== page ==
Ohio lawmakers introduced a bill this week in hopes of outlawing bestiality.
Under a bill introduced Wednesday, bestiality would go from an act that is not necessarily illegal to a fifth-degree felony, 10TV's Josh Poland reported.
Ohio State Rep. Jay Goval sponsored the bill after a Shelby, Ohio, man was charged with animal cruelty. Peter Bower, 31, was charged after he allegedly had sexual contact with at least three dogs and possibly a horse.
"When I first heard about the incident in my district, I was shocked that there wasn't already a law on the books," Goval said.
He introduced the bill in the hopes of bringing harsher punishments for acts of bestiality but admitted that there is a challenge in enforcing such a law.
"This obviously would be more difficult because the animal obviously can't communicate," Goval said.
Dr. Laurie Millward of the Capital Area Humane Society said that she sees cases of animal abuse on a regular basis but she has never dealt with a bestiality case.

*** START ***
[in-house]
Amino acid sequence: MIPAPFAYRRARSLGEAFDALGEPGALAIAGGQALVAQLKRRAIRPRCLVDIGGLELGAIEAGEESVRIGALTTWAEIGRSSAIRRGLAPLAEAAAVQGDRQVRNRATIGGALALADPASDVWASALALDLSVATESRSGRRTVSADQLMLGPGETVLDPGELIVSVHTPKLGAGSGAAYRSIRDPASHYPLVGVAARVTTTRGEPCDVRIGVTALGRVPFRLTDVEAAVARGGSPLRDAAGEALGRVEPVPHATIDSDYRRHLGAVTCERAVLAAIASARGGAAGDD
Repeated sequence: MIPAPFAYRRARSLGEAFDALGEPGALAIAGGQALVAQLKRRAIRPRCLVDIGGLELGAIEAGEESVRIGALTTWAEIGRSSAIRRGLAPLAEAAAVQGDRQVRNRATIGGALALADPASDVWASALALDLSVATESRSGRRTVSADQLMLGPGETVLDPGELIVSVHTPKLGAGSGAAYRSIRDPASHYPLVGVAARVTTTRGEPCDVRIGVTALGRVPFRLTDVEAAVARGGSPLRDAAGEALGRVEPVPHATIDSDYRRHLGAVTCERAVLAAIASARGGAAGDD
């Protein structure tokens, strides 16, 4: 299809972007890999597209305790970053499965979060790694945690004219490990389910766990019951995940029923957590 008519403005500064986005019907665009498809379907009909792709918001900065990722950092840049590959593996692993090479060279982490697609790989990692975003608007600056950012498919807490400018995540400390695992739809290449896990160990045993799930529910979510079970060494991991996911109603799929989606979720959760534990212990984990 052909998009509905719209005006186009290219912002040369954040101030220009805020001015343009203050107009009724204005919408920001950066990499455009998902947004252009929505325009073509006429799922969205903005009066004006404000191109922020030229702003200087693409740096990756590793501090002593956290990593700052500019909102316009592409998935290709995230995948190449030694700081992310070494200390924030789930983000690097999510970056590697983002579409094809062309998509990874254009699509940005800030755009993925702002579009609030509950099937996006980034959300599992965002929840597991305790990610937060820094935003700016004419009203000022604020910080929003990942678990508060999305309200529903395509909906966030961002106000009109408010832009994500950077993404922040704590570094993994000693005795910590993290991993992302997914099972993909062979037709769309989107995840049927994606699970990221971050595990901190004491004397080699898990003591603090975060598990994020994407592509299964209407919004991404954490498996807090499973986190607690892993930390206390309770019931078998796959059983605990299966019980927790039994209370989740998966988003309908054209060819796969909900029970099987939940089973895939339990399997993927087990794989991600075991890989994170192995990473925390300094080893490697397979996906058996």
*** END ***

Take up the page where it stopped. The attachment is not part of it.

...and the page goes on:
"It's absolutely a case of extreme animal cruelty," Millward said. "These animals are put through physical pain and suffering through these acts and something needs to be done legislative-wise."
"If we see that there is cause for action and our agents are present and they've investigated, and we know there is abuse or neglect present, we're going to move forward in prosecuting that individual for the crime," said Capital Area Humane Society chief operating officer Rachel Finney.
The bill would call for first time offenders to be sentenced to at least six months in prison and would make it impossible for those convicted to own a pet again, Poland reported.
In Bower's case, his dog could possibly be returned to him.
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